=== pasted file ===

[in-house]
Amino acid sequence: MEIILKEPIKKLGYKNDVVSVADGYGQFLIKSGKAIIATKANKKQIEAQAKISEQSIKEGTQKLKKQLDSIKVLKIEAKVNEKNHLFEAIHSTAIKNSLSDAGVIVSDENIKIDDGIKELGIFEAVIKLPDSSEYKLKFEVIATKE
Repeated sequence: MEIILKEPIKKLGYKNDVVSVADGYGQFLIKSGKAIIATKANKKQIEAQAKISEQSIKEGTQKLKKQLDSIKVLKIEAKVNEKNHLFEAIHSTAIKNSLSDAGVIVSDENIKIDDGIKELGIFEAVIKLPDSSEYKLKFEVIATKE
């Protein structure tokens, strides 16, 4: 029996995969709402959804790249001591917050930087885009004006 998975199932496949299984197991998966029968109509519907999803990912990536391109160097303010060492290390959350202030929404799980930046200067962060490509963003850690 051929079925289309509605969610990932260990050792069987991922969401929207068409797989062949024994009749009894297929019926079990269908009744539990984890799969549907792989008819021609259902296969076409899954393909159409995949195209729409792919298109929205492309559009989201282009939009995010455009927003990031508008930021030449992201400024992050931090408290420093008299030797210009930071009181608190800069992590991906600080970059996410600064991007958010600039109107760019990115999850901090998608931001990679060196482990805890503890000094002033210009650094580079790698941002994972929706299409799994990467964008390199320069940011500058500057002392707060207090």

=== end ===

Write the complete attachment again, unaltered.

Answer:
[in-house]
Amino acid sequence: MEIILKEPIKKLGYKNDVVSVADGYGQFLIKSGKAIIATKANKKQIEAQAKISEQSIKEGTQKLKKQLDSIKVLKIEAKVNEKNHLFEAIHSTAIKNSLSDAGVIVSDENIKIDDGIKELGIFEAVIKLPDSSEYKLKFEVIATKE
Repeated sequence: MEIILKEPIKKLGYKNDVVSVADGYGQFLIKSGKAIIATKANKKQIEAQAKISEQSIKEGTQKLKKQLDSIKVLKIEAKVNEKNHLFEAIHSTAIKNSLSDAGVIVSDENIKIDDGIKELGIFEAVIKLPDSSEYKLKFEVIATKE
């Protein structure tokens, strides 16, 4: 029996995969709402959804790249001591917050930087885009004006 998975199932496949299984197991998966029968109509519907999803990912990536391109160097303010060492290390959350202030929404799980930046200067962060490509963003850690 051929079925289309509605969610990932260990050792069987991922969401929207068409797989062949024994009749009894297929019926079990269908009744539990984890799969549907792989008819021609259902296969076409899954393909159409995949195209729409792919298109929205492309559009989201282009939009995010455009927003990031508008930021030449992201400024992050931090408290420093008299030797210009930071009181608190800069992590991906600080970059996410600064991007958010600039109107760019990115999850901090998608931001990679060196482990805890503890000094002033210009650094580079790698941002994972929706299409799994990467964008390199320069940011500058500057002392707060207090």